While you and your granny were around in the toilet roll aisle having a punch-up with a tattoo encrusted weightlifter, I was quietly loading up my trolly in the dried goods aisle. Down the far end from the scrum and bloodletting at the pasta, I was at the couscous. There was really no need to stock up as a kilo (2lb) packet costs less than two euro (or $2 for that matter). It can produce enough carbohydrate laden deliciousness to quell the panic in any pandemic fearing hoarder.
Why am I telling you this? I really should keep it to myself. However, there is method to my madness. I’ll come back to that later. For now, you can enjoy a veritable feast of pouring shots as I instruct you in the dark art of making a mind blowing couscous.
- 300 gms of couscous
- 200 gms of green beans
- 2 tablespoons of good quality olive oil
- 1 bunch (6-8) spring onions
- 2 teaspoons of turmeric
- 1 teaspoon of black pepper
- 1 teaspoon of salt (optional)
- 1 teaspoon of ground cumin
- 1 tablespoon of raisins
- 1 tablespoon of sultanas
- 1 handful of chopped parsley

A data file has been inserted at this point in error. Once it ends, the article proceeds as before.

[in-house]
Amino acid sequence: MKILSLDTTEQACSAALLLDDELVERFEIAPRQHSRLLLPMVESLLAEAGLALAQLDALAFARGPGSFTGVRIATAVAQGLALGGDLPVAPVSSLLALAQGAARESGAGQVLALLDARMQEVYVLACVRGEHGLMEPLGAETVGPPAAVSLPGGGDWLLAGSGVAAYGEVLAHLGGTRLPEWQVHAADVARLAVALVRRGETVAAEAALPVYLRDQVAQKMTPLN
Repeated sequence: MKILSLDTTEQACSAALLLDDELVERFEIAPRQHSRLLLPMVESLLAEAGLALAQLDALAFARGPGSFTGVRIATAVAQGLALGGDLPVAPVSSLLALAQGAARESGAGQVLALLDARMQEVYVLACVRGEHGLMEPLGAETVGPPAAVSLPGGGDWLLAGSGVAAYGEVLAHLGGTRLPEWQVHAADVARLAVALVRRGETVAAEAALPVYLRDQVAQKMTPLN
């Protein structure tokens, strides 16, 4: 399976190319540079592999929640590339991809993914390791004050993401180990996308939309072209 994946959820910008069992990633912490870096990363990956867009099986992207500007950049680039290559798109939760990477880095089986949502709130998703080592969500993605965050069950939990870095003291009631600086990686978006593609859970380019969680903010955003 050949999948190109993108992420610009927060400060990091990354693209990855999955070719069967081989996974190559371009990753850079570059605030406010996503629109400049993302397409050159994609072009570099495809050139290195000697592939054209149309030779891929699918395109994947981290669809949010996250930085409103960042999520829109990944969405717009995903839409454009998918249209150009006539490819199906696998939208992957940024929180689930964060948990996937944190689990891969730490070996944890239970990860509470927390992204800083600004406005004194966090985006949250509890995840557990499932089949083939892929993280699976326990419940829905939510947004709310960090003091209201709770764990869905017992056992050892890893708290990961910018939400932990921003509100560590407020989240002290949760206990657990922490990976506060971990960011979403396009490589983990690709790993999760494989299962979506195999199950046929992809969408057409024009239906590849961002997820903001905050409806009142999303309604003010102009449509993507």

- 2 red chillis chopped
The method for this is firstly to follow the pack instructions. In my case it was to use 160ml of water for each 100 gms of couscous. As I was using 300 gms, I used just under half a litre of water. So, pour the couscous into a big bowl.
Then pour in the water (just off boiling).
Cover the bowl with a tea towel? Why a tea towel? I have no idea.
Leave the tea towel in place while you do the hard work. Chop the green beans into small size pieces. Cook them to al denté. Wash and chop the parsley. Wash and chop the spring onions and the chives. Then comes the fun part (It was fun for me). Pour the ingredients into the bowl, starting with the olive oil.
Stir the whole thing together with a big fork. It will seem like it is never going to mix. Just stick at it. It will.
There is enough in this to act as a side for six hungry diners. So, you could feed 20 people from one sub €2 (2$) pack. The great news is that is is extremely tasty and works really well with fish, chicken, meat or even with big chunky vegetables.
So, next time you are heading into the supermarket with all those (for the American readers insert “guns you you just bought to fight the virus”) (for European readers insert “long life shopping bags you use”), think about stopping off in the couscous section. While you are all in there, kicking six shades out of each other, I will be two aisles over loading up with toilet paper and pasta.